InFlow is a graphic programme that enables you to render databases in diagrammatic form. It could be interesting to apply it to your list of Facebook or Twitter friends, and their friends. One degree of separation ought to be enough to produce a lively chart. Large businesses take an interest in tools like InFlow too. They wish to find out how their staffs are intermingling and working together, or failing to. Consultants and companies have popped up to create the charts and help managers interpret them. According to the websites of these service providers there are many advantages to be had by charting staff networks. I will quote a selection of the reasons mainly because the jargon is irresistible, it’s a bit like being smooth-talked by an over-confident android.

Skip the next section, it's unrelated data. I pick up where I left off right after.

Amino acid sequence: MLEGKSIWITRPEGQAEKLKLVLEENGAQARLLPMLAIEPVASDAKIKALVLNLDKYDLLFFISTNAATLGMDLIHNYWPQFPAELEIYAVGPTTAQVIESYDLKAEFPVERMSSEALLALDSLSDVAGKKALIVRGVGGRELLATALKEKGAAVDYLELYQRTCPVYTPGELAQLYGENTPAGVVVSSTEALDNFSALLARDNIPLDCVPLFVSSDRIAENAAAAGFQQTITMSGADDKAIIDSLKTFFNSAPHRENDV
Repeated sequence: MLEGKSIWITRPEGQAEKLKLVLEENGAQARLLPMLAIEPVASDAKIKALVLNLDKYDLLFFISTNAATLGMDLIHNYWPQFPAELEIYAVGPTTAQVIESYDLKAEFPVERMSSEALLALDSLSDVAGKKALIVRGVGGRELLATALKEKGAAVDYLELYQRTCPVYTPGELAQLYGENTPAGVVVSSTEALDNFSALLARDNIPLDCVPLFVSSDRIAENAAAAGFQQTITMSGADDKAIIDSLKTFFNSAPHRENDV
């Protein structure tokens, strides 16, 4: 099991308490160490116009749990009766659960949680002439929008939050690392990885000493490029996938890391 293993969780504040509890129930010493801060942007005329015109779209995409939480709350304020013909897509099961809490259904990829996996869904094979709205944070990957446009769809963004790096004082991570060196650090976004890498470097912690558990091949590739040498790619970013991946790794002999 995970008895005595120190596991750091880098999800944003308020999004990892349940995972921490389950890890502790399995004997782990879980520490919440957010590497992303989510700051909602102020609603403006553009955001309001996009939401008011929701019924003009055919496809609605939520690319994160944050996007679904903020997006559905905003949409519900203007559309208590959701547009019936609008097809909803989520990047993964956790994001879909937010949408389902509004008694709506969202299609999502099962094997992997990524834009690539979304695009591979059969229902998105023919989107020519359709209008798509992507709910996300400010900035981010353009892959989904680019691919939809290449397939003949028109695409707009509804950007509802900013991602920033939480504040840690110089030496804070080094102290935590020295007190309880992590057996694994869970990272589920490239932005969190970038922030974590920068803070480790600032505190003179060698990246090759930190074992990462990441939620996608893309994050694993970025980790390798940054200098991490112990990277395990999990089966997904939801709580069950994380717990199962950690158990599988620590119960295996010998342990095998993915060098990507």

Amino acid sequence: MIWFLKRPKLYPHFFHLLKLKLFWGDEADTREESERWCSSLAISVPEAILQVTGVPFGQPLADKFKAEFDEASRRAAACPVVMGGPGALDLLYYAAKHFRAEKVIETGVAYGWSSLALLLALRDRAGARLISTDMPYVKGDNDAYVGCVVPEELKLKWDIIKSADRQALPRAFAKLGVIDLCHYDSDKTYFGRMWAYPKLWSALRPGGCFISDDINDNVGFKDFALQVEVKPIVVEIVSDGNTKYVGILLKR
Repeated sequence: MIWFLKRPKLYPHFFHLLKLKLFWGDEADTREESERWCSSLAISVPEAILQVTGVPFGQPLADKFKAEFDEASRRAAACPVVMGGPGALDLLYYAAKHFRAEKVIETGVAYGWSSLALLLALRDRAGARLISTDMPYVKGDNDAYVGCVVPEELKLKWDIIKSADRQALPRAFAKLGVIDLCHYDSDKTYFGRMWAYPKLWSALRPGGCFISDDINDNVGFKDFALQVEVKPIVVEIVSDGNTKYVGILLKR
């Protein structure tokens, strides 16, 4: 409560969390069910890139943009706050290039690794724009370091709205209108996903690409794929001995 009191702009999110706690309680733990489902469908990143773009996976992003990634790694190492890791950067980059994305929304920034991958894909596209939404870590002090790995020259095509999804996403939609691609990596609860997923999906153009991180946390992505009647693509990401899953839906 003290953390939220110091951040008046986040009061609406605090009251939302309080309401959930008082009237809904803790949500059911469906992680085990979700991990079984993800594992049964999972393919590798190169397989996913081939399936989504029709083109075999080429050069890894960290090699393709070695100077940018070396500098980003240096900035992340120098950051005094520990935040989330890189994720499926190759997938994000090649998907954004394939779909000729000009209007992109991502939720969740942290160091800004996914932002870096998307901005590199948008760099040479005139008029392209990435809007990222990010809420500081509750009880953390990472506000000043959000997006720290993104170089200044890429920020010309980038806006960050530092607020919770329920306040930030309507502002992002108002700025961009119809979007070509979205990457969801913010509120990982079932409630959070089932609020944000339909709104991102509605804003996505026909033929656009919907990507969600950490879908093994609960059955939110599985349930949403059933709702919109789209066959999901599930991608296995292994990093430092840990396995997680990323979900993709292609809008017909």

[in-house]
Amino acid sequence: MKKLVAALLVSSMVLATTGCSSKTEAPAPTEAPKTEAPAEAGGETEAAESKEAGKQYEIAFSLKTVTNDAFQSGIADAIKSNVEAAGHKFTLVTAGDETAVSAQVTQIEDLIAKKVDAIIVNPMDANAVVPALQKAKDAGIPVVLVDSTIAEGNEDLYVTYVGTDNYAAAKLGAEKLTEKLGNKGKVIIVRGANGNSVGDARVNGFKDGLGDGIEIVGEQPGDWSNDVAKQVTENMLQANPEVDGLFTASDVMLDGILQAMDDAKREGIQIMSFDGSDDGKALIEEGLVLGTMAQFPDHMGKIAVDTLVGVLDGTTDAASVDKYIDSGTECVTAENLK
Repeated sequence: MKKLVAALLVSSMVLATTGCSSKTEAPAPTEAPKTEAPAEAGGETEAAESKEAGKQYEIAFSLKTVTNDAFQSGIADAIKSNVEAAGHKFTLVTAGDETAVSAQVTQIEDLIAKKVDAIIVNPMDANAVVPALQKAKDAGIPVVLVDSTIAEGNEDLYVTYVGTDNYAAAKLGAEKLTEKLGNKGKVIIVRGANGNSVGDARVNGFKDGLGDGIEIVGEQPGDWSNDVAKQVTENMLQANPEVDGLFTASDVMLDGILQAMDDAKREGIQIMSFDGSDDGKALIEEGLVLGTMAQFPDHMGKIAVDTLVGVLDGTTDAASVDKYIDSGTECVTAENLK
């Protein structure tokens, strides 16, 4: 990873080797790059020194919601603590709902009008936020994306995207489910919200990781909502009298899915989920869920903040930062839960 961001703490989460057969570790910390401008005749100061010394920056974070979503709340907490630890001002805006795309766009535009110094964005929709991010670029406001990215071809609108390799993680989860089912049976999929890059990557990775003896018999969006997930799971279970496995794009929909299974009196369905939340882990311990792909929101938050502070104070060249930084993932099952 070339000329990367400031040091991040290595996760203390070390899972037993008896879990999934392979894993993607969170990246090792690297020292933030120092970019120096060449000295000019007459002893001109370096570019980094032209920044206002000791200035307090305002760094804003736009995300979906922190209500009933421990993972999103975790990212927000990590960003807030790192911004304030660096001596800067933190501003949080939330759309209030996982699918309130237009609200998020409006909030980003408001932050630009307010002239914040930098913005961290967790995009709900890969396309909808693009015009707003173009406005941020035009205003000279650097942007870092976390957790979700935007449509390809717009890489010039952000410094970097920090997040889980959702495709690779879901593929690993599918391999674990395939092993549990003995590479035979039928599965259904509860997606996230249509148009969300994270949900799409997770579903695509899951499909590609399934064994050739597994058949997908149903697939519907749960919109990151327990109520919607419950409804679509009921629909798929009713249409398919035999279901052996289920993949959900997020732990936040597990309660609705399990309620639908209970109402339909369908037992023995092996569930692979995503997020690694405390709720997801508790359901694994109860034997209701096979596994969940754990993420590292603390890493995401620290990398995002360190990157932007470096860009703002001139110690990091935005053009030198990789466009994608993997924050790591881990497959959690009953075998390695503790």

Focus attention on the importance of tacit knowledge and intangible assets; Uncover your best knowledge resources and conduits in the organization; Understand what happens in the white space in the organization chart; Discover the holes in your information flows and knowledge exchanges; Identify key connections that must not be broken in reorganizations or downsizing; Develop existing and new leaders in agile and adaptive organizations; Optimize knowledge ecosystems; Expose knowledge bottlenecks, underperformers and overworked employees. Taken from: www.kmcluster.com

Given that all of the above seems an evolution of the internet age it is impressive that John Carson’s Friend Map was created way back in 1976. He used printed maps, ruled lines and glue to produce a pre-digital diagram of his social network.